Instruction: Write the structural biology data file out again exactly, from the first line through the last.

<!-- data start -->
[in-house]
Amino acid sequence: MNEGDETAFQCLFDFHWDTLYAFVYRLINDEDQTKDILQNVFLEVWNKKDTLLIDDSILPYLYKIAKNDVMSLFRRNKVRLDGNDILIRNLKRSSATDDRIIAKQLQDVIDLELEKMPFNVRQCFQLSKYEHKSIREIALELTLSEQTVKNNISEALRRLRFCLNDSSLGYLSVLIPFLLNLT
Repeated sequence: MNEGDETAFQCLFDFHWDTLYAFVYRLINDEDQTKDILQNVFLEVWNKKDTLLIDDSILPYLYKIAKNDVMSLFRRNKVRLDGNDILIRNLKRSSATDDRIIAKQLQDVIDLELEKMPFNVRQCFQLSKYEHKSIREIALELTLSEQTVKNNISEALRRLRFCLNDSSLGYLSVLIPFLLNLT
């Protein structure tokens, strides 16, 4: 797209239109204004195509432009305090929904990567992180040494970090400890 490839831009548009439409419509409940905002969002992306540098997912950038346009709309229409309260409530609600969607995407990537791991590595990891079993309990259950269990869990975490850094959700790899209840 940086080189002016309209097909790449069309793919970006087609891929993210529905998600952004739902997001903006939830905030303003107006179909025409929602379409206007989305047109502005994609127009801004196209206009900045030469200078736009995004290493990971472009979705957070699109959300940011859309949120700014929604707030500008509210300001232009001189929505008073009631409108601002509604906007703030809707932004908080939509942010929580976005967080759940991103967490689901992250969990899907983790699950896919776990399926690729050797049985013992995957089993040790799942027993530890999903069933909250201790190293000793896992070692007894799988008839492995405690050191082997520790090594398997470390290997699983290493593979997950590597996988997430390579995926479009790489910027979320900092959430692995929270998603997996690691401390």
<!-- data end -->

[in-house]
Amino acid sequence: MNEGDETAFQCLFDFHWDTLYAFVYRLINDEDQTKDILQNVFLEVWNKKDTLLIDDSILPYLYKIAKNDVMSLFRRNKVRLDGNDILIRNLKRSSATDDRIIAKQLQDVIDLELEKMPFNVRQCFQLSKYEHKSIREIALELTLSEQTVKNNISEALRRLRFCLNDSSLGYLSVLIPFLLNLT
Repeated sequence: MNEGDETAFQCLFDFHWDTLYAFVYRLINDEDQTKDILQNVFLEVWNKKDTLLIDDSILPYLYKIAKNDVMSLFRRNKVRLDGNDILIRNLKRSSATDDRIIAKQLQDVIDLELEKMPFNVRQCFQLSKYEHKSIREIALELTLSEQTVKNNISEALRRLRFCLNDSSLGYLSVLIPFLLNLT
């Protein structure tokens, strides 16, 4: 797209239109204004195509432009305090929904990567992180040494970090400890 490839831009548009439409419509409940905002969002992306540098997912950038346009709309229409309260409530609600969607995407990537791991590595990891079993309990259950269990869990975490850094959700790899209840 940086080189002016309209097909790449069309793919970006087609891929993210529905998600952004739902997001903006939830905030303003107006179909025409929602379409206007989305047109502005994609127009801004196209206009900045030469200078736009995004290493990971472009979705957070699109959300940011859309949120700014929604707030500008509210300001232009001189929505008073009631409108601002509604906007703030809707932004908080939509942010929580976005967080759940991103967490689901992250969990899907983790699950896919776990399926690729050797049985013992995957089993040790799942027993530890999903069933909250201790190293000793896992070692007894799988008839492995405690050191082997520790090594398997470390290997699983290493593979997950590597996988997430390579995926479009790489910027979320900092959430692995929270998603997996690691401390």